Bio: Denise Tiran is an academic researcher from University of Greenwich. The author has contributed to research in topics: Pregnancy & MEDLINE. The author has an hindex of 15, co-authored 46 publications receiving 716 citations.
TL;DR: Research on the use of fenugreek by non-insulin diabetic patients has shown a small reduction in fasting and post-prandial blood sugar levels, but a more statistically significant decrease in total cholesterol and triglyceride levels of patients with coronary artery disease.
Abstract: Fenugreek is widely used as a culinary spice and is frequently used in Indian Ayurvedic and in Traditional Chinese Medicine, particularly as a galactogogue to encourage lactation. Little research appears to have been undertaken on the effectiveness of this spice and the majority of evidence for side-effects has arisen from case reports of complications. Skin test patching appears to suggest a significant proportion of patients susceptible to fenugreek allergy. For example, allergic reaction to inhalation of fenugreek seed powder has resulted in wheezing, rhinitis and fainting, while dermal application of fenugreek paste for dandruff of the scalp in an asthmatic woman caused facial oedema, numbness of the head and wheezing. Mild gastrointestinal symptoms have also been reported. This may be due to allergenic chemicals occurring naturally within the plant, or to the presence of substances such as nitrates from the soil in which the plant is grown, as has occurred in certain areas of Jordan. Research on the use of fenugreek by non-insulin diabetic patients has shown a small reduction in fasting and post-prandial blood sugar levels, but a more statistically significant decrease in total cholesterol and triglyceride levels of patients with coronary artery disease. Of more concern is the potential for fenugreek to interact with prescribed pharmacological medications, notably warfarin. It is also possible that fenugreek may potentiate antihypertensive and antidiabetic medication and increase the risk of bleeding in women requiring non-steroidal antiinfammatories, especially aspirin. With reference to women who are breast feeding, the following recommendations can be extrapolated from these findings:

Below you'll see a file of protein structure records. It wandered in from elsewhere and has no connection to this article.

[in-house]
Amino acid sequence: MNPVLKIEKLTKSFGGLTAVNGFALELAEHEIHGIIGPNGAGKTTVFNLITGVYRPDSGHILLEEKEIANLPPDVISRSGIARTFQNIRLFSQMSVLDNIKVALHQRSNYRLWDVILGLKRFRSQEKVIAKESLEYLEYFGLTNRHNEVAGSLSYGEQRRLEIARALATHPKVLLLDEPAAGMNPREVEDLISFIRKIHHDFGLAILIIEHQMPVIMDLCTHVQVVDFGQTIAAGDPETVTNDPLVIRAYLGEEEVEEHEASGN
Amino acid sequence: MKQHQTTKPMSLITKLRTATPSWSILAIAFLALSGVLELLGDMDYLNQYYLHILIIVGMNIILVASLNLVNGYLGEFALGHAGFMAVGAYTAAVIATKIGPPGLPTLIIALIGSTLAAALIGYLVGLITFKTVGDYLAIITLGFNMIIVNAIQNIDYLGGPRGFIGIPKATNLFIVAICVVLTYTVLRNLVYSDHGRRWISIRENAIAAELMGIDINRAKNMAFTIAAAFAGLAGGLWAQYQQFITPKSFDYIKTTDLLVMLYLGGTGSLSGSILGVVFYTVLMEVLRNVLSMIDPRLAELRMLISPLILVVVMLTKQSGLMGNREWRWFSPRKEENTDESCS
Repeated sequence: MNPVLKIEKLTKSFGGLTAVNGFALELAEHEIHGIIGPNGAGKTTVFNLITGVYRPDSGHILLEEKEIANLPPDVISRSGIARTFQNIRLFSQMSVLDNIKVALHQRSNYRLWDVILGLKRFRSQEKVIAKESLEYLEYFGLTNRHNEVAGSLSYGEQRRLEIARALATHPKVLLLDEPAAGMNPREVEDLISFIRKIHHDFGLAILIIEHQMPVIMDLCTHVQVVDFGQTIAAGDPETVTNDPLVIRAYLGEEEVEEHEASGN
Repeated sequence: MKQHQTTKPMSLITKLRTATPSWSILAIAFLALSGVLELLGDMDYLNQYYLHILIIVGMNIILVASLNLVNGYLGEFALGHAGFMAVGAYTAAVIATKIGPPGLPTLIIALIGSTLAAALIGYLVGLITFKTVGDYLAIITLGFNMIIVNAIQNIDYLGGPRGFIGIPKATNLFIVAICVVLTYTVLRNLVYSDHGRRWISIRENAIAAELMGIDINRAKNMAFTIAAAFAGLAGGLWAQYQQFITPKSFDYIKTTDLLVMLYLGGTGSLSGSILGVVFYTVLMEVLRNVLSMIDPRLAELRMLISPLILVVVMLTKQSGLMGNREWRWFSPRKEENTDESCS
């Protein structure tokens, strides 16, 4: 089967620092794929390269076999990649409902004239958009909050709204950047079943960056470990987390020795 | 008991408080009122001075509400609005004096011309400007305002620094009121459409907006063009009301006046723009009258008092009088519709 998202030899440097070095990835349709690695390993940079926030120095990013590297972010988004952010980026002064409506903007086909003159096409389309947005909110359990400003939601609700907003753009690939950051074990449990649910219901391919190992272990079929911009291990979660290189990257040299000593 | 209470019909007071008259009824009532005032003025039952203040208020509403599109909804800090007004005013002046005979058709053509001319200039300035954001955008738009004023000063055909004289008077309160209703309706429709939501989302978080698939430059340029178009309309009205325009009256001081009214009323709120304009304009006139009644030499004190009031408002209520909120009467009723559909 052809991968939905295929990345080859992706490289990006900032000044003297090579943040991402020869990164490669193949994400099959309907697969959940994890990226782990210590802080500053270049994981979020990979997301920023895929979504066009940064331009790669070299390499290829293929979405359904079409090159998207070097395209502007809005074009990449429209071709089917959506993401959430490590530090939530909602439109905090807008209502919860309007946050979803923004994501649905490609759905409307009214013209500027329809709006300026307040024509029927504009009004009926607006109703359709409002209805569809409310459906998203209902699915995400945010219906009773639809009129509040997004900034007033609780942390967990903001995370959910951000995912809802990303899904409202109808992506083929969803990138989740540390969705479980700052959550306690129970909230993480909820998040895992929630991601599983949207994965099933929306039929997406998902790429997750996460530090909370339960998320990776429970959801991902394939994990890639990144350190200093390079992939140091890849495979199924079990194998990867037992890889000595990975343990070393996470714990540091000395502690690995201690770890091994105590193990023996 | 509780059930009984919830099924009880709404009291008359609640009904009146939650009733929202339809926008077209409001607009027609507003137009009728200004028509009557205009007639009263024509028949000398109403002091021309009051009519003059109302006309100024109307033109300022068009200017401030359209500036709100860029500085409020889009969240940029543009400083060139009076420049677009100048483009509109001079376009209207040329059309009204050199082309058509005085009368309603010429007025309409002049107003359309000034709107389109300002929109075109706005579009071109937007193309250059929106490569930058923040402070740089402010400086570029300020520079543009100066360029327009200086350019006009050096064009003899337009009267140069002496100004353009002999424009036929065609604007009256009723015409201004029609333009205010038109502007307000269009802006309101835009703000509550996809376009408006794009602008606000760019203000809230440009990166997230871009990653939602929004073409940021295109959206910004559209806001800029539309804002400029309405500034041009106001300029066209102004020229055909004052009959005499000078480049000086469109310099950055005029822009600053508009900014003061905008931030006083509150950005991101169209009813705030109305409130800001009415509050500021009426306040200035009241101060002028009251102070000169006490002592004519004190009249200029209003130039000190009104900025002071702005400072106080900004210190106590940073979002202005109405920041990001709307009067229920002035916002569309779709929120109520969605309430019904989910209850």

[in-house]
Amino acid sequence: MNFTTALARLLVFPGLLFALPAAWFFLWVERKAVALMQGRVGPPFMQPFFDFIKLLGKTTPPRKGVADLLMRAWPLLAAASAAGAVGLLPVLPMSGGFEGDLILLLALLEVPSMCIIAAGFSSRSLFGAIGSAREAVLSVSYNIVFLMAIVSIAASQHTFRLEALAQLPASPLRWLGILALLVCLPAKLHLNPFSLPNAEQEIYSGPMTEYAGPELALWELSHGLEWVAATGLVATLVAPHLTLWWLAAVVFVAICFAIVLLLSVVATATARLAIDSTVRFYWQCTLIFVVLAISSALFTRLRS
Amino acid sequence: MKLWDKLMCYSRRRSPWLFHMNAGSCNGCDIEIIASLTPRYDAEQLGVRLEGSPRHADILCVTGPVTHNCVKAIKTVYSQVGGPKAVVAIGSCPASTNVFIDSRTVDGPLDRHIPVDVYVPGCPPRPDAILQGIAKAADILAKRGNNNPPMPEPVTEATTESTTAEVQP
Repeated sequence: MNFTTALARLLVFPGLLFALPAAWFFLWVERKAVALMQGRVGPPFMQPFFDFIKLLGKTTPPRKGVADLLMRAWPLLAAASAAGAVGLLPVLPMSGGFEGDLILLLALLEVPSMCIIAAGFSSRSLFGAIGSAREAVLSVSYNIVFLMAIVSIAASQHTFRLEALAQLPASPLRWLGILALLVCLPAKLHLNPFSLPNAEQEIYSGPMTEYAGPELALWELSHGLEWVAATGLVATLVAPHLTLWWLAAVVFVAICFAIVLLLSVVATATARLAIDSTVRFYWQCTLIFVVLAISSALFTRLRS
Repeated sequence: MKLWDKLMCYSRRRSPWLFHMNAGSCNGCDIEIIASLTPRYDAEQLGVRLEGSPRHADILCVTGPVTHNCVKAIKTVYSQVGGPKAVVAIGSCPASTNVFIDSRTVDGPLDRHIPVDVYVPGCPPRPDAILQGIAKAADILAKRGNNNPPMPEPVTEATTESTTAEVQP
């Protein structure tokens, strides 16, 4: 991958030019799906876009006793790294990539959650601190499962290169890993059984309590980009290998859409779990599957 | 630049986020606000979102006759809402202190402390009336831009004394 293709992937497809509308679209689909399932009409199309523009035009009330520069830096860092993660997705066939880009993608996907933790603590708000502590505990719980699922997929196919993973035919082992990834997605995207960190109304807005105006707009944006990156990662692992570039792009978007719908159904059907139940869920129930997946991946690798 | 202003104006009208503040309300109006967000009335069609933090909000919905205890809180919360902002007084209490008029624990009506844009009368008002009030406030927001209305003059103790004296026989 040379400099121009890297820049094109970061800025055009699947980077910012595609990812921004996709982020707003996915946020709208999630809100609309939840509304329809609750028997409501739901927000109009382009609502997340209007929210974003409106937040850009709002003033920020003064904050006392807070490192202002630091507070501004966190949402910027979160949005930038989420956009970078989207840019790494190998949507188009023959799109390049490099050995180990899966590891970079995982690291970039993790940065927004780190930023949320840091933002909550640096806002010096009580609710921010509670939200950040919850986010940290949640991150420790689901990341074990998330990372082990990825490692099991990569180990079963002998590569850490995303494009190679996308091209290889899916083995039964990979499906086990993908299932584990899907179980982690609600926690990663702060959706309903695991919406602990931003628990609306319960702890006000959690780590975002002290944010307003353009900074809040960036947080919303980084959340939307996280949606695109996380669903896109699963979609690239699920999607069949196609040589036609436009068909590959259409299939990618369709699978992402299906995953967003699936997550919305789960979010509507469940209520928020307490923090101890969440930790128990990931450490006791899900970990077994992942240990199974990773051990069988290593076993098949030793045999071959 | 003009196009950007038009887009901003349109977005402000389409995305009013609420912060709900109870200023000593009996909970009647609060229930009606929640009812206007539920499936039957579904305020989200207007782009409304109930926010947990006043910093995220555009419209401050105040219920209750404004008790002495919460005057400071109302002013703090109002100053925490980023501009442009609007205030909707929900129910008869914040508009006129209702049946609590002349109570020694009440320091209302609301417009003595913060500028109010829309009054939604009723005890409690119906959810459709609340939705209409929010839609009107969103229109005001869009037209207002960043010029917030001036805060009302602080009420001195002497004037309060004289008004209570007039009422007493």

TL;DR: Some suggested guidelines for midwifery and obstetric practice are suggested for herbal remedies and their efficacy and safety for pregnant and childbearing women are suggested.